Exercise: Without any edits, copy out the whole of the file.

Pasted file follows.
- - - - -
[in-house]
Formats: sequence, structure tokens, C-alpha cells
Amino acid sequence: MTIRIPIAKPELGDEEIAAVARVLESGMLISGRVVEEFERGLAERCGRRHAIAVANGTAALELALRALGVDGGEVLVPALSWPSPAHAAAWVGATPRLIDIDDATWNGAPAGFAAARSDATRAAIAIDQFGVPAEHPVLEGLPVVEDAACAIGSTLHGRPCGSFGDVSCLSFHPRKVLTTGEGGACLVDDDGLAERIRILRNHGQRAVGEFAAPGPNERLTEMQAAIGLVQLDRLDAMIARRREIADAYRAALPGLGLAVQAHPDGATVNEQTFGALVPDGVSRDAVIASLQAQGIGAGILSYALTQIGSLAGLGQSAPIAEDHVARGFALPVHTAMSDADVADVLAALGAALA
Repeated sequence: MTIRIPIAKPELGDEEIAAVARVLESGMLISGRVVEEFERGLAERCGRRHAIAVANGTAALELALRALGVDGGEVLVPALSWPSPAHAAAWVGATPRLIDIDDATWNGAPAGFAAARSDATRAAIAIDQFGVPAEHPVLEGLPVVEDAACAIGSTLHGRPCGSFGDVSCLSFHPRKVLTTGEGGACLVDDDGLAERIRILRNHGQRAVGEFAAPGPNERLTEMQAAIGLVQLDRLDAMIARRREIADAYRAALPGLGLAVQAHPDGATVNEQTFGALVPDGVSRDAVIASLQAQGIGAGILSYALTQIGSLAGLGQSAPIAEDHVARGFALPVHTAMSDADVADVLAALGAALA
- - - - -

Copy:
[in-house]
Formats: sequence, structure tokens, C-alpha cells
Amino acid sequence: MTIRIPIAKPELGDEEIAAVARVLESGMLISGRVVEEFERGLAERCGRRHAIAVANGTAALELALRALGVDGGEVLVPALSWPSPAHAAAWVGATPRLIDIDDATWNGAPAGFAAARSDATRAAIAIDQFGVPAEHPVLEGLPVVEDAACAIGSTLHGRPCGSFGDVSCLSFHPRKVLTTGEGGACLVDDDGLAERIRILRNHGQRAVGEFAAPGPNERLTEMQAAIGLVQLDRLDAMIARRREIADAYRAALPGLGLAVQAHPDGATVNEQTFGALVPDGVSRDAVIASLQAQGIGAGILSYALTQIGSLAGLGQSAPIAEDHVARGFALPVHTAMSDADVADVLAALGAALA
Repeated sequence: MTIRIPIAKPELGDEEIAAVARVLESGMLISGRVVEEFERGLAERCGRRHAIAVANGTAALELALRALGVDGGEVLVPALSWPSPAHAAAWVGATPRLIDIDDATWNGAPAGFAAARSDATRAAIAIDQFGVPAEHPVLEGLPVVEDAACAIGSTLHGRPCGSFGDVSCLSFHPRKVLTTGEGGACLVDDDGLAERIRILRNHGQRAVGEFAAPGPNERLTEMQAAIGLVQLDRLDAMIARRREIADAYRAALPGLGLAVQAHPDGATVNEQTFGALVPDGVSRDAVIASLQAQGIGAGILSYALTQIGSLAGLGQSAPIAEDHVARGFALPVHTAMSDADVADVLAALGAALA